Don’t fear the monaural drums

Mixing drums in mono is not the norm today. For nowadays we are pretty much used to everything stereo. Or at least everything that’s possible to be rendered in stereo. We almost automatically go for it, especially when it comes to drums. Put a mic or two on every drum and pan it wide so every drums has a distinct place from left to right in the stereo image. Why do we do that? Because we like width and 3D. But isn’t it like a drug? In a sense, it is. Or it’s like watching movies all the time, instead of reading a book every now and then.
Our mind, our perception works kind of similar when listening to stereo sounds all the time – it leaves less of that imagination factor, that special something that our mind tends to add to the music. If you get sick of being spoon-fed with stereo drums all the time, by all means, please go for mono! It’s fun, and you’ll end up having more space to use in the stereo field, while losing none of the power and details associated with stereo drums. Well, at least if they are recorded and mixed right.

Mono is not an enemy

a panda playing drums in mono like a fukken champ, man

Look ma, I’m drummin’ in mono!

Let’s take this Bob Marley & the Wailers song for example, off of their album “Catch a Fire”. Listen to how there’s a lot of space to fill playfully with all kinds of instruments around the centered drum track: we have multiple skanking electric guitars, a Hammond B3 organ, a Fender Rhodes electric piano, or Peter Tosh‘s distorted guitar solo. While the drums themselves are not too prominent on this track, they serve the purpose of laying down the groove perfectly, without ever losing focus off their rhythmical role; the big kick drum and the intricate hi-hat come through perfectly. Even the snappy snare can be felt on every “one drop”.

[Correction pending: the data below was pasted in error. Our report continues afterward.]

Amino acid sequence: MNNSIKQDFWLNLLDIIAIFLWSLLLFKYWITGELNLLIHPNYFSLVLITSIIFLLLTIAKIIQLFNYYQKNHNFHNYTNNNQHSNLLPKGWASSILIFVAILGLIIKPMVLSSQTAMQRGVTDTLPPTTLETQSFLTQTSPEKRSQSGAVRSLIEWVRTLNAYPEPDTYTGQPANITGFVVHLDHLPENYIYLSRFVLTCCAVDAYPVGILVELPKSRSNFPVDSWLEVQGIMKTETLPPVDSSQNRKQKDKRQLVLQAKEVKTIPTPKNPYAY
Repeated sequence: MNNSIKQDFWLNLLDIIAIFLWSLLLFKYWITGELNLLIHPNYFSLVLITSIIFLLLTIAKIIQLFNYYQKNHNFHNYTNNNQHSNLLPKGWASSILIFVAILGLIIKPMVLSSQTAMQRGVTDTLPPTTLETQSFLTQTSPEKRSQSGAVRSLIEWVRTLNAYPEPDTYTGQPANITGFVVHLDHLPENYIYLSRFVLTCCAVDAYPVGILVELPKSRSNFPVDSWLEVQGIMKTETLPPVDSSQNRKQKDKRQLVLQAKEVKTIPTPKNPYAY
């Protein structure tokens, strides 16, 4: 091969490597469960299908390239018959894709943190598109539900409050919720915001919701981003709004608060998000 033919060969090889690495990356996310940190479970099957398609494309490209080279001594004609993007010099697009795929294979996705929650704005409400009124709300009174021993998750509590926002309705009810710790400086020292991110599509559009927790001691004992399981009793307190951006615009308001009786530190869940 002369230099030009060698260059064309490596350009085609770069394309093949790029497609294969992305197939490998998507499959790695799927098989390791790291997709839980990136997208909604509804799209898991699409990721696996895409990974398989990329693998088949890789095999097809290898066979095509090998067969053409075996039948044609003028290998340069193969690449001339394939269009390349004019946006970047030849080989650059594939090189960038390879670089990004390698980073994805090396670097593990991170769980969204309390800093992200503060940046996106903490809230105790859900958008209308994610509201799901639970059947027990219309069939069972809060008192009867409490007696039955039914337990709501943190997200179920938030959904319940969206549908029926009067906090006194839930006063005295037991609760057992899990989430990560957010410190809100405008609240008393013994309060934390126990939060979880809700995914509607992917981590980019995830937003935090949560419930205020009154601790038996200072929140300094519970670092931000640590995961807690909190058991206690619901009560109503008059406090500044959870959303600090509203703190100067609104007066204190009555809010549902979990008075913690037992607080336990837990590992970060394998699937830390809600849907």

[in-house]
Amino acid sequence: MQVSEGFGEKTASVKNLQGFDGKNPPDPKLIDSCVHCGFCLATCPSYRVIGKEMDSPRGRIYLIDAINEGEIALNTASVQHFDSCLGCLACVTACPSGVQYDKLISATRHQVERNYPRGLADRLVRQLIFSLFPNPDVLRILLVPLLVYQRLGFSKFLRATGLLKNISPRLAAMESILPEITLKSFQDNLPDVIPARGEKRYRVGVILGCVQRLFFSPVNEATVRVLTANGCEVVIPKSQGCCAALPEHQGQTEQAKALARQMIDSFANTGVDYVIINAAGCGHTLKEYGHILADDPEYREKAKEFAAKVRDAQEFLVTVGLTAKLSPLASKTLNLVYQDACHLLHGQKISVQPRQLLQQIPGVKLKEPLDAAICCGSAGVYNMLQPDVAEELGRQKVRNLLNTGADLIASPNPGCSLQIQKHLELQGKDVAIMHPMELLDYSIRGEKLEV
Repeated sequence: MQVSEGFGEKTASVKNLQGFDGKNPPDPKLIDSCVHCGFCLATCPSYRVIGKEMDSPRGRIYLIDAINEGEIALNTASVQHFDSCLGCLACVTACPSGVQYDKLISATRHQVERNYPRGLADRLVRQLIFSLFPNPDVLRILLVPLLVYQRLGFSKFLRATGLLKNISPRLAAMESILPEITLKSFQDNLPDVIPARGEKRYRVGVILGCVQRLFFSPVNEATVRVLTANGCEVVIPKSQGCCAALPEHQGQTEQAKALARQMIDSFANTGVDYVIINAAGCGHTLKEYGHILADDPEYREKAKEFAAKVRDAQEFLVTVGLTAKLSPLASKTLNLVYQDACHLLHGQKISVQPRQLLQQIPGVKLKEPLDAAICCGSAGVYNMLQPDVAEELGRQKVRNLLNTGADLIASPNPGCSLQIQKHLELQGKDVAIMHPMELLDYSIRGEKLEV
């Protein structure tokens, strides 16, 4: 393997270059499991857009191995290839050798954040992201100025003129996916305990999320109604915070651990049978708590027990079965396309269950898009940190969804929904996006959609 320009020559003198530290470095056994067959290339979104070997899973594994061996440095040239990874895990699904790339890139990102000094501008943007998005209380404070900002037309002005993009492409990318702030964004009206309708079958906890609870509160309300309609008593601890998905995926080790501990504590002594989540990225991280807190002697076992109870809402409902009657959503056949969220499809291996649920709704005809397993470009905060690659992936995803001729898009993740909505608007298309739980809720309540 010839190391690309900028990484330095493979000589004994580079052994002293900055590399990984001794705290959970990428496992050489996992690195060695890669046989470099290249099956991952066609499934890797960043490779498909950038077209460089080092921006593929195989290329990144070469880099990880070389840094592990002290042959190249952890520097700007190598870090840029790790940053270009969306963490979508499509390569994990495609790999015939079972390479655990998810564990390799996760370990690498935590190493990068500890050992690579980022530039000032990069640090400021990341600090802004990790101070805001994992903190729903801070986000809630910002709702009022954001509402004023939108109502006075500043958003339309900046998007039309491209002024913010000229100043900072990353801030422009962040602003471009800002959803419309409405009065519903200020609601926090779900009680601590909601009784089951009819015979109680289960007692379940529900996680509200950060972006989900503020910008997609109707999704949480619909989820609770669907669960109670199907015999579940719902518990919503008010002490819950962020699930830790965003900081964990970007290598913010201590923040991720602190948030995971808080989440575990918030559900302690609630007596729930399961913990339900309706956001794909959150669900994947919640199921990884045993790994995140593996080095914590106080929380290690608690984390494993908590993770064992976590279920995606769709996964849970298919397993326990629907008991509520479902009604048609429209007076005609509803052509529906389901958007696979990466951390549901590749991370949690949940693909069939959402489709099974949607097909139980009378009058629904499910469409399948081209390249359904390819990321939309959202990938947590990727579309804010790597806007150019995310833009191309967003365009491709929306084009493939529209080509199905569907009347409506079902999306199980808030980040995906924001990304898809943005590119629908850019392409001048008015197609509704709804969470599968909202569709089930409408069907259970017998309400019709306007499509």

Bob Marley & The Wailers – “Concrete Jungle”

For a more modern example, here’s a tune by the glam rock/hair metal band of the 2000s, The Darkness. The hard left and right were needed for those big jangly/throaty rhythm guitars, so the drums went mono and into the center. Listen how the punchy fills have all the power they need, but during the choruses, the drums go in the background. There’s simply not enough room for them, especially against the important, falsetto laden lead vocals of Justin Hawkins.

The Darkness – “I Believe In A Thing Called Love”

Simple and effective drum sound

Now if you want to hear a very simple approach on mono drums that works great, check out the U2 tracks produced by this guy called Flood (Mark Ellis). He has learned this trick from old Beatles studio photos: he uses one mic on the kick drum (the usual AKG D12 or a Neumann U47 condenser), a one mic on the snare (usually an SM57), and a single SM58 for overhead, sitting just above and slightly in front of the kit. It works perfectly, with lots of natural sounding “punch”, especially since he likes to compress the living snot out of that single overhead mic, bringing up the room sound and the excitement this way. And if you don’t have enough room sound, just add some room reverb to that one mic, and enjoy.

U2 – “Stay (Faraway, So Close!)”

And if we mentioned the Beatles above, here’s a tune from them as well, using the same powerful recording technique of monaural drums. At the same time, the track’s an early, great example of a stereo mix. It worked pretty good even back in the 60s:

The Beatles – “A Day In The Life”

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